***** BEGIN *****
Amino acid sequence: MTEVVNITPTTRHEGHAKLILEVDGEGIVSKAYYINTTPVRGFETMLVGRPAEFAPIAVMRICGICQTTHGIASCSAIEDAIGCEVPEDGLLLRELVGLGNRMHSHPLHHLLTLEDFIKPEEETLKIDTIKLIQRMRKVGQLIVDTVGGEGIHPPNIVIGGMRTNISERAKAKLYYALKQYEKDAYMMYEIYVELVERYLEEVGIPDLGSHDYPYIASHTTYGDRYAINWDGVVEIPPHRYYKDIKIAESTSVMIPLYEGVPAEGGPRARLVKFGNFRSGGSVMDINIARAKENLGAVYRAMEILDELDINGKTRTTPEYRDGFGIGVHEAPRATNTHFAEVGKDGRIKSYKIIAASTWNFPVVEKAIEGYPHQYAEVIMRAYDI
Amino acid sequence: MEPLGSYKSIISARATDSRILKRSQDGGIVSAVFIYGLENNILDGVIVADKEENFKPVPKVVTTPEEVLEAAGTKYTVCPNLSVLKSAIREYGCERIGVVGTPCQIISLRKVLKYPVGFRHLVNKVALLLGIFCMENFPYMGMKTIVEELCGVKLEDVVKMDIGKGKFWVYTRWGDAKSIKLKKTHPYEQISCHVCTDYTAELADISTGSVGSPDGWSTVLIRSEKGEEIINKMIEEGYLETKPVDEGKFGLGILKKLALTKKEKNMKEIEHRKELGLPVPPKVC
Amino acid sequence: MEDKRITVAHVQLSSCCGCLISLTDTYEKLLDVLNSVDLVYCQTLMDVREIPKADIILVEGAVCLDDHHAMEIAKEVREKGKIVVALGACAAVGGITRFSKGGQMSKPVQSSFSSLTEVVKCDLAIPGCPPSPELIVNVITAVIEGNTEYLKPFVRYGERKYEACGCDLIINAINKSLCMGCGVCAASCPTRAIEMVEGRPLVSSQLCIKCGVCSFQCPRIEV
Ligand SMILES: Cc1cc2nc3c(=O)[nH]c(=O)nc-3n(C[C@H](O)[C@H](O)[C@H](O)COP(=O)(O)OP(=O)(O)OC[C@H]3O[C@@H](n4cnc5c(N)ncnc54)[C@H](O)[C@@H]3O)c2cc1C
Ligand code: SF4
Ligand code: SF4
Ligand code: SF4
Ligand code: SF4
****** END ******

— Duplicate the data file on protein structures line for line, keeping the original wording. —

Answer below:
Amino acid sequence: MTEVVNITPTTRHEGHAKLILEVDGEGIVSKAYYINTTPVRGFETMLVGRPAEFAPIAVMRICGICQTTHGIASCSAIEDAIGCEVPEDGLLLRELVGLGNRMHSHPLHHLLTLEDFIKPEEETLKIDTIKLIQRMRKVGQLIVDTVGGEGIHPPNIVIGGMRTNISERAKAKLYYALKQYEKDAYMMYEIYVELVERYLEEVGIPDLGSHDYPYIASHTTYGDRYAINWDGVVEIPPHRYYKDIKIAESTSVMIPLYEGVPAEGGPRARLVKFGNFRSGGSVMDINIARAKENLGAVYRAMEILDELDINGKTRTTPEYRDGFGIGVHEAPRATNTHFAEVGKDGRIKSYKIIAASTWNFPVVEKAIEGYPHQYAEVIMRAYDI
Amino acid sequence: MEPLGSYKSIISARATDSRILKRSQDGGIVSAVFIYGLENNILDGVIVADKEENFKPVPKVVTTPEEVLEAAGTKYTVCPNLSVLKSAIREYGCERIGVVGTPCQIISLRKVLKYPVGFRHLVNKVALLLGIFCMENFPYMGMKTIVEELCGVKLEDVVKMDIGKGKFWVYTRWGDAKSIKLKKTHPYEQISCHVCTDYTAELADISTGSVGSPDGWSTVLIRSEKGEEIINKMIEEGYLETKPVDEGKFGLGILKKLALTKKEKNMKEIEHRKELGLPVPPKVC
Amino acid sequence: MEDKRITVAHVQLSSCCGCLISLTDTYEKLLDVLNSVDLVYCQTLMDVREIPKADIILVEGAVCLDDHHAMEIAKEVREKGKIVVALGACAAVGGITRFSKGGQMSKPVQSSFSSLTEVVKCDLAIPGCPPSPELIVNVITAVIEGNTEYLKPFVRYGERKYEACGCDLIINAINKSLCMGCGVCAASCPTRAIEMVEGRPLVSSQLCIKCGVCSFQCPRIEV
Ligand SMILES: Cc1cc2nc3c(=O)[nH]c(=O)nc-3n(C[C@H](O)[C@H](O)[C@H](O)COP(=O)(O)OP(=O)(O)OC[C@H]3O[C@@H](n4cnc5c(N)ncnc54)[C@H](O)[C@@H]3O)c2cc1C
Ligand code: SF4
Ligand code: SF4
Ligand code: SF4
Ligand code: SF4